Former Facebook data scientist, Sophie Zhang, has released a 6,600-word memo exposing how the platform is ripe for abuse and helping to sway political elections around the world.
Zhang worked in the Facebook Site Integrity fake engagement team for 3 years and discovered foreign governments attempting to abuse the platform.
This bombshell raises an interesting thought. We often get caught up in the latest trends and news stories on social media but we rarely question why everyone is talking about certain topics.
So, what does the memo expose?
Zhang found evidence of coordinated campaigns aimed to boost or hinder political candidates or outcomes. With enough money it’s possible to spread a talking point across a country. You can buy ads and leverage user profiles to create fake engagement on posts, which then gives it the appearance of being a popular opinion. Facebook is unable to identify some of these bad actors.
In the memo, some of the countries where Facebook was used to sway public opinion include Spain, Brazil, India, Ukraine, and Ecuador.
It highlights “10.5 million fake reactions and fans from high-profile politicians in Brazil and the US in the 2018 elections.”
Bots on social media became a widespread discussion during the 2016 U.S. elections, in which claims were made that Russia was interfering. Bots are flagged as users demonstrating inauthentic activity. According to the memo, they were prevalent in countries such as Ecuador and Bolivia but not prioritized due to Zhang’s workload. She claims the company “simply didn’t care enough to stop them”.
She didn’t appear to abuse her position as a self-described ‘part-time dictator’ at Facebook, but what happens when an employee is biased or corrupted by power? We see this everywhere. Would they turn a blind eye or focus on hurting certain political candidates?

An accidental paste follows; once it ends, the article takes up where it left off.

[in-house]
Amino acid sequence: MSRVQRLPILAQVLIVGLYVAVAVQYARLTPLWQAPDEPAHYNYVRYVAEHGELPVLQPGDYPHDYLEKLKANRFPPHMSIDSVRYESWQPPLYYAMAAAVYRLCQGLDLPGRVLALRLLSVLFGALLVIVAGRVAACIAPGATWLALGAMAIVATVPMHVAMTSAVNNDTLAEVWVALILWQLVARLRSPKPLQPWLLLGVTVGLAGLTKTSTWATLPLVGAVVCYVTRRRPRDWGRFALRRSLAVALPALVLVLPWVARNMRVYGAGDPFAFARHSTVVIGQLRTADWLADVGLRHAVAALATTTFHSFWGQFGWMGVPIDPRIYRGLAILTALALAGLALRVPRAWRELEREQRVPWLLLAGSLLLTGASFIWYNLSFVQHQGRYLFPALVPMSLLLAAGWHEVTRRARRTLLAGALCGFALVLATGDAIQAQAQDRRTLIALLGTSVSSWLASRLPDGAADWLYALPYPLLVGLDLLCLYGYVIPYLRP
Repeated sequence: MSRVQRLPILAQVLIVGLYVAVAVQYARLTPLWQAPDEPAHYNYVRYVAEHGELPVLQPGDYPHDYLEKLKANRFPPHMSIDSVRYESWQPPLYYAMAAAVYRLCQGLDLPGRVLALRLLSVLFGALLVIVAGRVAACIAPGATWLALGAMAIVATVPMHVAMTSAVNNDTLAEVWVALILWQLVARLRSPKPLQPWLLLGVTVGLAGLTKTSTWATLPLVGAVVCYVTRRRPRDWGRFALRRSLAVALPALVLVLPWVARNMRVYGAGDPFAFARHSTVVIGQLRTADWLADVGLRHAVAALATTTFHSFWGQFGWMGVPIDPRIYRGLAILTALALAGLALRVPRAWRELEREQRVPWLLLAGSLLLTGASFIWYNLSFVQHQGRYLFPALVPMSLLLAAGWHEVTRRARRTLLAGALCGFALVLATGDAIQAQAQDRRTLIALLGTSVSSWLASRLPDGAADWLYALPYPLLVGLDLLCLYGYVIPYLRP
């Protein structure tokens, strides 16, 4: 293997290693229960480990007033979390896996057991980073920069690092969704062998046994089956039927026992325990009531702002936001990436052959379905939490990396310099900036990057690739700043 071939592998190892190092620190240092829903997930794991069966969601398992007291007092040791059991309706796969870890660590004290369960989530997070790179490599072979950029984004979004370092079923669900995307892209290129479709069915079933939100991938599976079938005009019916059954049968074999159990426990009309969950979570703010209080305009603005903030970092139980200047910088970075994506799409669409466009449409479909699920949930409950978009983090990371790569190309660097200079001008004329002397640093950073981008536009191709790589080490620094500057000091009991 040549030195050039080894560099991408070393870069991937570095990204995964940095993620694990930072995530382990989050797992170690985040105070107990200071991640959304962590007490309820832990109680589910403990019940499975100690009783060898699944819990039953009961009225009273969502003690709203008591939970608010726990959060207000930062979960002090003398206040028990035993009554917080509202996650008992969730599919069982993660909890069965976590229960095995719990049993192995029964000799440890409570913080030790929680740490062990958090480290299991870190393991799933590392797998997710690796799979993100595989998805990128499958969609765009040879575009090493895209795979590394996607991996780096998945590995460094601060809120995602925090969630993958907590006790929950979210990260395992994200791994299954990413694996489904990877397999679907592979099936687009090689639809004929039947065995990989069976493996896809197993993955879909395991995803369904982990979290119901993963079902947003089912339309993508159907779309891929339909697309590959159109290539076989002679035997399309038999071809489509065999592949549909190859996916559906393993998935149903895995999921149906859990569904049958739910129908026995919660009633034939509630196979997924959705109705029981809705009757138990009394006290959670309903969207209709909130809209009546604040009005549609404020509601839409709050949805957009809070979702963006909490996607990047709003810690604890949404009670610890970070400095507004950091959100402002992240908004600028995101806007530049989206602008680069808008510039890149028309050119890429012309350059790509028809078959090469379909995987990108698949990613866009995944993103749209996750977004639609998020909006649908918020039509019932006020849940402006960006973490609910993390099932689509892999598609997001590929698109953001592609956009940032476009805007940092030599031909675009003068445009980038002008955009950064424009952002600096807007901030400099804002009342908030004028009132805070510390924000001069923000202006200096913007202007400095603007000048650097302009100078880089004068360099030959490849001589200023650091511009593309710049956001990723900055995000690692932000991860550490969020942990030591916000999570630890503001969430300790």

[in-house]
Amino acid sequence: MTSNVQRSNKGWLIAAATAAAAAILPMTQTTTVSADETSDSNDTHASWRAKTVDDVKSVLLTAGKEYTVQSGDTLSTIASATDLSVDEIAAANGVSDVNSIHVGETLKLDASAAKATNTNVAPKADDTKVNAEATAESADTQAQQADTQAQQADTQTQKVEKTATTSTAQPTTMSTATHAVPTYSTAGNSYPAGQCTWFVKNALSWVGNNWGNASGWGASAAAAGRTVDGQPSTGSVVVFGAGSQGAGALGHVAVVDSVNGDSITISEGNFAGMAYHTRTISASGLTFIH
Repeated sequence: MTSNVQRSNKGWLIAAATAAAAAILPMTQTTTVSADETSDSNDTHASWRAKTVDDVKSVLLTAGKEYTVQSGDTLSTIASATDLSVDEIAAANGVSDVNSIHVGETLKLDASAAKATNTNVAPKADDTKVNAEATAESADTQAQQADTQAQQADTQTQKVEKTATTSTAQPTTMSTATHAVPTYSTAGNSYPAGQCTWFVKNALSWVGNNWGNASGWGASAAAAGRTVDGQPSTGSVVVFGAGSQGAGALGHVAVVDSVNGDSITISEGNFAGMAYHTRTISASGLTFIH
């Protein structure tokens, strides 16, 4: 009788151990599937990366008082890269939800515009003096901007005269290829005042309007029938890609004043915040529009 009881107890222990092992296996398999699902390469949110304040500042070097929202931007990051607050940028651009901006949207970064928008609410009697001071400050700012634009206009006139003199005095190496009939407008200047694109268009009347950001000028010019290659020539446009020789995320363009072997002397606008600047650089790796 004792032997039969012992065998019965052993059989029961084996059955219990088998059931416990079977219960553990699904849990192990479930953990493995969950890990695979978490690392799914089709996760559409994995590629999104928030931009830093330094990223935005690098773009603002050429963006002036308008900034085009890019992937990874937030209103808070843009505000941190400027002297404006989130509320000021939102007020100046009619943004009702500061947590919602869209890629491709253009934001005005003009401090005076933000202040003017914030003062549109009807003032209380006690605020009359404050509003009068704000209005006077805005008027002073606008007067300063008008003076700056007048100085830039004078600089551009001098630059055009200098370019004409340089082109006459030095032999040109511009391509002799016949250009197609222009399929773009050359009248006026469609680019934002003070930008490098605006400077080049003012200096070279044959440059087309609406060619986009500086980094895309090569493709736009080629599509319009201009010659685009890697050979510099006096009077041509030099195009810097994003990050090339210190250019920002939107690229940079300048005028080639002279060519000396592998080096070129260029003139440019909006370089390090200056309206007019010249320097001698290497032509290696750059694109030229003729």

Zhang also states that 672,000 fake accounts were removed after discovering coordinated manipulation on the Spanish Health Ministry’s Facebook page during the COVID-19 pandemic.
This just scratches the surface of the memo, which is being published in parts.
How could Facebook change to help prevent global manipulation?
- They would need to stop selling data to third parties. Anyone with a big budget can access users’ personal information and then bombard you with hyper-targeted ads to push an agenda.
- Getting rid of advertising to block the direct influence of unwanted strangers communicating with users on the platform.
- More privacy options are needed to help people choose exactly what information they see and share with everyone on the platform. This equates to less data sharing, which conflicts with the interest of advertisers.
- Enhanced ID verification at sign up deters scammers, predators, and ‘bots’, who typically create fake accounts to mask their dubious activity.
- Breaking up the platform and algorithmic changes reduces the amount of centralised manipulation that can take place. Viral content quickly becomes international news because everything is engineered to spread like wildfire, and so many people can be reached at once.
All of these actions benefit Facebook users but it would destroy the tech giant because they use the free model of social media. myBubble is the first social media platform to offer digital ID verification with no ads or selling data. Our revolutionary model provides many amazing features for all social interactions while keeping users safe and secure. To achieve this, we use an affordable paid model. When you sign up to be an early tester you get your first 3 months for free. It also gives you the chance to have your ideas implemented on the app, which launches in January 2021. Learn more here.